Since Rowling started out writing for kids, there's a certain level of innocence that she had to maintain in the Potter books. But here - WOW does she ever let loose. Her characters hit everything from extremely conservative god fearing racist homophobic upper middle class folk, to stringent foreign parents, drug abusing prostitutes, rapists, child molestation, domestic violence, incest, bullying, self harm, affairs and teenagers experimenting with everything from drugs (I wasn't all that surprised with Rowling's extensive knowledge of marijuana, heh.), voyeur sex, masturbation and pornography. She even manages to sneak in some health problems like obesity, diabetes and stroke. However, things get really dark at some points, I had to sit back and actually remind myself that this was the same woman that wrote Harry Potter - I think if I ever go back and read those again it'll definitely be in a different light. 

     I have to admit I got really uncomfortable at certain parts, like when characters were calling others racial slurs, or being incredibly homophobic, or being exceptionally cruel to someone. Rowling does an excellent job getting you to think about all these things, and that they are a reality - but in the end it seems that nothing fully got resolved. There wasn't much retribution to be had against these high and mighty characters, and the lowly just seemed to sink a bit lower. Maybe that's what she wants you to think about - how crappy life can be and how it goes on, but it's not what I wanted in my fictional reads. I wanted some good feelings at the end, and I definitely didn't feel very satisfied - there were too many "but what happens to these people after??" kind of moments. 

     There's a lot of British slang and jokes that took some re-reads before I actually got it. So that did slow down my enjoyment and speed at which I read. To show the class division, Rowling even uses a cockney accent - which was amusing at first, but I quickly grew tired of trying to decipher it (I'm TERRIBLE with accents, even written ones apparently). I can't say that the plot was completely predictable, I didn't really try to. I spent most of my time just watching and observing the intense secrets and drama unfold - which was really quite good. Ironically, all the adults seemed to be shallow and condescending, and once again it's her teenage characters that stole the show with creativity, pain, angst and the dire situations that their parents have put them in.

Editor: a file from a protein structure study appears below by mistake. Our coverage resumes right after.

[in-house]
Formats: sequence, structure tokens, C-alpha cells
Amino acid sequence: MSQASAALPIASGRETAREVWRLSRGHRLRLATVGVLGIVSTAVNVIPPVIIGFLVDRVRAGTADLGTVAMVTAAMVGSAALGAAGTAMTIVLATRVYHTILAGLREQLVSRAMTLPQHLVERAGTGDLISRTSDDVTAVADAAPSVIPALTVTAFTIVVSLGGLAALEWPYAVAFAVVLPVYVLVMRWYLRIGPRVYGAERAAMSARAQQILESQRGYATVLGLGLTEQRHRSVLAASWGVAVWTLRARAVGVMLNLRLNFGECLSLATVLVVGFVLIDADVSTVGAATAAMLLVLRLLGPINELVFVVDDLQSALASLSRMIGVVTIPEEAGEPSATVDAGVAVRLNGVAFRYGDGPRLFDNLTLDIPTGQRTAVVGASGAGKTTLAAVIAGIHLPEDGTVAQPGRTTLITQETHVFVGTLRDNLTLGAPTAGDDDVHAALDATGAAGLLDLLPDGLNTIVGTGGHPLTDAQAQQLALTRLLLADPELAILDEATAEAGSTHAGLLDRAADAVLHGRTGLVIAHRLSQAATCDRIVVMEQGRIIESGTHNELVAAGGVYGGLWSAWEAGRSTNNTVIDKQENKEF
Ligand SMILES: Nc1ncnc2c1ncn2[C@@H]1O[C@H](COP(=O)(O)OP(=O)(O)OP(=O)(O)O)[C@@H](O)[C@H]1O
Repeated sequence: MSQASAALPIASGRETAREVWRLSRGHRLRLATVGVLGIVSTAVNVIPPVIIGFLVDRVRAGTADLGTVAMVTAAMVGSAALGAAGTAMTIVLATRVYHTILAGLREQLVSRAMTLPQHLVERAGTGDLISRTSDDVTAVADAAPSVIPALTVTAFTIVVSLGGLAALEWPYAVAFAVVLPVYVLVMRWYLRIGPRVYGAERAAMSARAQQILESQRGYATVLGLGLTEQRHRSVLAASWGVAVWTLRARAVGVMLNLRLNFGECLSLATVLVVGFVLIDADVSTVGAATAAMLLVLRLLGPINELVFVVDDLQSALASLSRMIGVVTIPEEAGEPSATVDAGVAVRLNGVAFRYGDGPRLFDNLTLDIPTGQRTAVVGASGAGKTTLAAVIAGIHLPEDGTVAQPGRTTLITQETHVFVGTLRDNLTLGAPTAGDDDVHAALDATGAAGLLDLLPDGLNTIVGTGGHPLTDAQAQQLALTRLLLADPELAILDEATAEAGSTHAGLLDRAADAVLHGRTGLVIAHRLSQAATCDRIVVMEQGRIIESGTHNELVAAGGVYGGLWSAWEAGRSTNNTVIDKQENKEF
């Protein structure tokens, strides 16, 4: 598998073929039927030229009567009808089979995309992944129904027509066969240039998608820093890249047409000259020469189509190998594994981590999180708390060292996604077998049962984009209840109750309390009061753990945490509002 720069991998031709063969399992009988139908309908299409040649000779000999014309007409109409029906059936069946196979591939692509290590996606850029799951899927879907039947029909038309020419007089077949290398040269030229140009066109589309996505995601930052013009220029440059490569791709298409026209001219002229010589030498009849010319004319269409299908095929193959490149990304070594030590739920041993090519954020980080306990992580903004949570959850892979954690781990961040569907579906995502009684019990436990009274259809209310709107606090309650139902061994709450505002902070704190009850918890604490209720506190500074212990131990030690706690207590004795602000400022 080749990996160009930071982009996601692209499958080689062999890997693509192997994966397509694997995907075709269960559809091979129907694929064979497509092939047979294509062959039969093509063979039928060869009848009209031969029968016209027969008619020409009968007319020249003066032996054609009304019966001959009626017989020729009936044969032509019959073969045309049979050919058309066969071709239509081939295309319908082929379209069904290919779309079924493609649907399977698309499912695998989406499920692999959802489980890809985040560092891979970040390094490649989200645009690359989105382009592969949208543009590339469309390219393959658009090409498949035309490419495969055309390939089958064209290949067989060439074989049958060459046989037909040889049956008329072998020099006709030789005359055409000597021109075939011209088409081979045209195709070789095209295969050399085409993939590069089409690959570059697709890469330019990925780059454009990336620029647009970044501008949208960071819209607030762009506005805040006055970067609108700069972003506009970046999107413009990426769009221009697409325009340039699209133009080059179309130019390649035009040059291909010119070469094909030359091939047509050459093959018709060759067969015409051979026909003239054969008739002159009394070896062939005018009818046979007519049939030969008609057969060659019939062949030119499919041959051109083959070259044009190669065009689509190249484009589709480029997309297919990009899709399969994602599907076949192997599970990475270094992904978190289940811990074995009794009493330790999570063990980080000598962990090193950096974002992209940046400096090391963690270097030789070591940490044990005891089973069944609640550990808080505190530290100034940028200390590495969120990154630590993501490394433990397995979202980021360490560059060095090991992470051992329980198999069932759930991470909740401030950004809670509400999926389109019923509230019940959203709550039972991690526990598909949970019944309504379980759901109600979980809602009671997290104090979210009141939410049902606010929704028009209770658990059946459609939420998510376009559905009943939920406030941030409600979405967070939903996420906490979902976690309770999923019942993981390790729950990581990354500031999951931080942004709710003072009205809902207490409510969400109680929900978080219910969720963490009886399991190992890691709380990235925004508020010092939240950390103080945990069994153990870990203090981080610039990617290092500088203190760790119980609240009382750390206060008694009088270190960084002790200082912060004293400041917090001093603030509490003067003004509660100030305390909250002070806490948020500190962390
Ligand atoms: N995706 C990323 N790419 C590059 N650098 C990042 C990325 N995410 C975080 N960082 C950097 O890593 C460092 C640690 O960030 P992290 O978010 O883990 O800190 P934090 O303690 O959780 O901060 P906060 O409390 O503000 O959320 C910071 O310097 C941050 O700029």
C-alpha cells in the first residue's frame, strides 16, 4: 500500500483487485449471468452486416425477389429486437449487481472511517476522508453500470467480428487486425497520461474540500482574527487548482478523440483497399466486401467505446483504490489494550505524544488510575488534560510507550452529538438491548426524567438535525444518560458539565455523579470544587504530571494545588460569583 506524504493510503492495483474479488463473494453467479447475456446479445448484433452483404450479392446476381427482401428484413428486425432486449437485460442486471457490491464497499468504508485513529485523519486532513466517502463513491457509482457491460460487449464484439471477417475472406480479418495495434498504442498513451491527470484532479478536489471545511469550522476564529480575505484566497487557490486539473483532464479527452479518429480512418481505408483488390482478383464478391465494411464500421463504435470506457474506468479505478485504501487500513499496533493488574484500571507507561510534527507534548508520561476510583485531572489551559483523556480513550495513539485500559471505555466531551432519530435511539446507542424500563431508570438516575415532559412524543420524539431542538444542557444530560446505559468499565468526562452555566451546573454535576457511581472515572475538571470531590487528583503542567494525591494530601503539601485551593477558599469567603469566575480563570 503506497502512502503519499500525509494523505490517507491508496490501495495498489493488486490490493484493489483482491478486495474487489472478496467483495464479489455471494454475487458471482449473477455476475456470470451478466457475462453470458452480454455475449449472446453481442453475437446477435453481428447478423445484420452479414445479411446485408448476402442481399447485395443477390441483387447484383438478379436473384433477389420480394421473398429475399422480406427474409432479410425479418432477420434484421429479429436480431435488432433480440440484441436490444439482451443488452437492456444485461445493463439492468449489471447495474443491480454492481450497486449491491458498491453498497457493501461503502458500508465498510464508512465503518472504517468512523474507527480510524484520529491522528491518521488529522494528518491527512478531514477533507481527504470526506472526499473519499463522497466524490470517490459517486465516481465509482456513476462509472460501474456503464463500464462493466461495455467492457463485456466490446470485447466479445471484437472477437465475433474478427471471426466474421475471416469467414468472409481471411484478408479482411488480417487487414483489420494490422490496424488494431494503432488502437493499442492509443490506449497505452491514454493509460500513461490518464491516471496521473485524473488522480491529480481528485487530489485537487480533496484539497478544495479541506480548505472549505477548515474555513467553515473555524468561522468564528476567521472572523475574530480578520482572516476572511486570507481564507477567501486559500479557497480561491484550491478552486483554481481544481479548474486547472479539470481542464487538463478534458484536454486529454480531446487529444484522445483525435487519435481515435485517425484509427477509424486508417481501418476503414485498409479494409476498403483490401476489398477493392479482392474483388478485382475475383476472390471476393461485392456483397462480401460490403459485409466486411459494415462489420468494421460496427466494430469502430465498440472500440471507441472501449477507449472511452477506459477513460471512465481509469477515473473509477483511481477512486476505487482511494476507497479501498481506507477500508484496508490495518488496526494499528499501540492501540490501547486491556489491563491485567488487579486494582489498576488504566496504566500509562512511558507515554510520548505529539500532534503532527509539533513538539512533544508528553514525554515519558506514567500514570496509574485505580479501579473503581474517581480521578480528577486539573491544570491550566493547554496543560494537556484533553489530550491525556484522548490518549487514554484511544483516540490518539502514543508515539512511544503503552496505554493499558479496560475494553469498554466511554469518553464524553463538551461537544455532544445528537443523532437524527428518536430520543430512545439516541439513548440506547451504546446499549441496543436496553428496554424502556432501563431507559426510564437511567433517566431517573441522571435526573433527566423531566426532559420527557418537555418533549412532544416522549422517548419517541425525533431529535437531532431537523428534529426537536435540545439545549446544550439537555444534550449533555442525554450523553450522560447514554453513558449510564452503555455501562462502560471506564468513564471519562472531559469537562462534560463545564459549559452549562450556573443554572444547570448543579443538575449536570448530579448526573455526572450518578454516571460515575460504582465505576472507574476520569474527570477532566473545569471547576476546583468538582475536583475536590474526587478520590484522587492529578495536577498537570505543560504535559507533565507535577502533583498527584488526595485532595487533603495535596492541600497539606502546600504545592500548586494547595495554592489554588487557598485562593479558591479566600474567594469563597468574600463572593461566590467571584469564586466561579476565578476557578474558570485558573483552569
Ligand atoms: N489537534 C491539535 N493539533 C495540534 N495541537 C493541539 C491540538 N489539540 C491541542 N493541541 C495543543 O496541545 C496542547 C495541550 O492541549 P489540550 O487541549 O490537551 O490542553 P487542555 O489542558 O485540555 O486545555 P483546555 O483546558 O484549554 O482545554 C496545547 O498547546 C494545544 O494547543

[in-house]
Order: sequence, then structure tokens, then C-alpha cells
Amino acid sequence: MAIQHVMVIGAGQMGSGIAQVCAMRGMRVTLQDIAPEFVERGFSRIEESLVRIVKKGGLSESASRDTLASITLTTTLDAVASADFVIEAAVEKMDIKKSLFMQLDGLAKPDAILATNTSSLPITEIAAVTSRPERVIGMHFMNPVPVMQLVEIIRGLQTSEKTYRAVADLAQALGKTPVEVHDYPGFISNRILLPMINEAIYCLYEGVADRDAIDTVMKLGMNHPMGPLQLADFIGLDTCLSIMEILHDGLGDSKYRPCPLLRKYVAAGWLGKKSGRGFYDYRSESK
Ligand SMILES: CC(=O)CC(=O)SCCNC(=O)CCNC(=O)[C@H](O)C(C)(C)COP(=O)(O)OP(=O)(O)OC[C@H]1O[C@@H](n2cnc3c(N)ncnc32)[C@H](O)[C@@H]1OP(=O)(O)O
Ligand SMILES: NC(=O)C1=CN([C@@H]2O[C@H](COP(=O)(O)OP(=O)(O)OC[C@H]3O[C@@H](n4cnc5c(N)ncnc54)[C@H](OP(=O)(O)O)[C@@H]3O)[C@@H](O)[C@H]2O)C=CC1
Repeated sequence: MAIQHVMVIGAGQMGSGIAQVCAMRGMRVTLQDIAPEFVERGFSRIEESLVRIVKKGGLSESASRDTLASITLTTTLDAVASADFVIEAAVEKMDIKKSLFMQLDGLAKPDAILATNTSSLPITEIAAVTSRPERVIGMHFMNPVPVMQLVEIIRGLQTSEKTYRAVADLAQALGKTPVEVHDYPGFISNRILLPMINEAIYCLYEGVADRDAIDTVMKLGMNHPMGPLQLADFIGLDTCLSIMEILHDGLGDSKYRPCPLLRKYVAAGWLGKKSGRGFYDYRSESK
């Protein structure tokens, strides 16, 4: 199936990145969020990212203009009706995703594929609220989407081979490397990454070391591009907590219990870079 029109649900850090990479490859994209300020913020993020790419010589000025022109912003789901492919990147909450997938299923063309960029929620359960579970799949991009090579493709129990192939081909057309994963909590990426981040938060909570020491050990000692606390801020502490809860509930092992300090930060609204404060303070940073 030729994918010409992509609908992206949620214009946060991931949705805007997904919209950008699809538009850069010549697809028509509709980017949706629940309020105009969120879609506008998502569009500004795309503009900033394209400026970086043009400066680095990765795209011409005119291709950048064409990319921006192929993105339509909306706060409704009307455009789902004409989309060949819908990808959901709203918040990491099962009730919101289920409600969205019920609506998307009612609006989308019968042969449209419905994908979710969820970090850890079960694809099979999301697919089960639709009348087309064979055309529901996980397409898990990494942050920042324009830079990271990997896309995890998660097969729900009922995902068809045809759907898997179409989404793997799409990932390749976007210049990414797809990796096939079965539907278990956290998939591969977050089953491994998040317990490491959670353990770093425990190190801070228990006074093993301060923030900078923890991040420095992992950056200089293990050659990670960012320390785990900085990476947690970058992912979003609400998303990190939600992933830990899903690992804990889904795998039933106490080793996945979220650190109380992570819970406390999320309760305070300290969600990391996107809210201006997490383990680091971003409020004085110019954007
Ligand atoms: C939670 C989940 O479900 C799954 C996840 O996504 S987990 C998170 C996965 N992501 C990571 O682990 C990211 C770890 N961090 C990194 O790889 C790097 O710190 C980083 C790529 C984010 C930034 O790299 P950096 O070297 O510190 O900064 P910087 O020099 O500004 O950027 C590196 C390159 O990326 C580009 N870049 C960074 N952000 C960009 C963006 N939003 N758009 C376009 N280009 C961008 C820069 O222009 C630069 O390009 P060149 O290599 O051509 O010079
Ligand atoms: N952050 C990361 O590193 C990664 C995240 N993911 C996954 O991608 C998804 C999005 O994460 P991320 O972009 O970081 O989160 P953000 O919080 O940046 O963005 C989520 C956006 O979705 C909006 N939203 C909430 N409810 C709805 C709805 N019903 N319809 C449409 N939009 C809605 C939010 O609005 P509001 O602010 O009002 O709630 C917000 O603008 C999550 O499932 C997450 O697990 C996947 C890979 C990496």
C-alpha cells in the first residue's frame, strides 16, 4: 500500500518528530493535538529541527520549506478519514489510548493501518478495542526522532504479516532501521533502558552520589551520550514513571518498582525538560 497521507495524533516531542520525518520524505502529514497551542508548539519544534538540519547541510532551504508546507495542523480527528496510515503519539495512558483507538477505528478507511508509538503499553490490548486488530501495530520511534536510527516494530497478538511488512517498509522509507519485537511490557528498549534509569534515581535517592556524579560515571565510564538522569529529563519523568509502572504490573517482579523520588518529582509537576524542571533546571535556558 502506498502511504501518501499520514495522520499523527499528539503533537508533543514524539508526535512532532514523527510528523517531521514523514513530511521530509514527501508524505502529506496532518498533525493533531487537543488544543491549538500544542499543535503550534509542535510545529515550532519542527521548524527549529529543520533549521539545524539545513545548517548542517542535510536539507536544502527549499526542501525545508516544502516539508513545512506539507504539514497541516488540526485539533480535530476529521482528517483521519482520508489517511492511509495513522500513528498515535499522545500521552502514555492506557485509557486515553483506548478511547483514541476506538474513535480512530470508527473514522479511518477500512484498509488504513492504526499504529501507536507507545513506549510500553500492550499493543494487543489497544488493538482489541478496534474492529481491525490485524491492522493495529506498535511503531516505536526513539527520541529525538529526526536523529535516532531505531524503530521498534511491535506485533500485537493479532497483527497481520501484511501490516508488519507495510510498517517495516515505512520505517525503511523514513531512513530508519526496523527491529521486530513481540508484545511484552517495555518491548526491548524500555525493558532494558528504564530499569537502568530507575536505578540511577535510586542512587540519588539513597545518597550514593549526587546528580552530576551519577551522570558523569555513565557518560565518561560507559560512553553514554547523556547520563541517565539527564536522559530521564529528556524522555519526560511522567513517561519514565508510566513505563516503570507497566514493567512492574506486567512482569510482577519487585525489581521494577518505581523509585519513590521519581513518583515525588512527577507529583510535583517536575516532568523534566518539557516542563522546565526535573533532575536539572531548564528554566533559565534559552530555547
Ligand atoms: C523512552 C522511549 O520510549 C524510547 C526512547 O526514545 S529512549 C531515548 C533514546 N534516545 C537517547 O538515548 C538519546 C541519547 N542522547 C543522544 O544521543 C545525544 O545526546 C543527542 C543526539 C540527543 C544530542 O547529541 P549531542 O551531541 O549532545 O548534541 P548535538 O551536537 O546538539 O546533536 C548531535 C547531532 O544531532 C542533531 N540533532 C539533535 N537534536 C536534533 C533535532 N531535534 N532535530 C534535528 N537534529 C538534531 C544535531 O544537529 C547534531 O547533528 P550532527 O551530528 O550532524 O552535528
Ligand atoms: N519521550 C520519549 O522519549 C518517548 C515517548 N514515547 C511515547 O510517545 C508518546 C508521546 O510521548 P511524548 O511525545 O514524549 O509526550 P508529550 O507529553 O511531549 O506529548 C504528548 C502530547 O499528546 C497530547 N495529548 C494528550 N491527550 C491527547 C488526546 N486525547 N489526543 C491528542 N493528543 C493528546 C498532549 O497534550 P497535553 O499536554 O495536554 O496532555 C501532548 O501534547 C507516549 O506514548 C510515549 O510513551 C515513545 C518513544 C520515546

Overall: 2/5 Cups of Tepid Tea.
It was too slow for my liking, with too many characters to keep track of. Rowling may have packed too much drama into this by addressing so many intense issues altogether, but the way it ended may just end up fueling the destructive fires in other communities that are facing these same problems. There are some redeeming qualities, but I just overall didn't enjoy it that much. If you really need to satisfy your curiosity about this one, definitely borrow it.



2 comments:

  1. I finally read this last month and I agree that it is like you observe this story rather than get drawn in. Having no one central character doesn't help this.
    Unlike HP, whose Britishness made it more quirky, I think the Britishness of the Casual Vacancy is actually turning non-Brits off. It's too British to really make people care... if that makes sense.
    And I definitely agree that her teen characters are the most interestingly developed.
    Great review though!

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    Replies
    1. Your comment about it being too british totally makes sense. I'd have to look up some thing because it was so slang that I didn't know where they were going and it just took me out of the story. I dunno, a lot of people enjoyed it, and it did get better towards the end but overall I was just blah about it.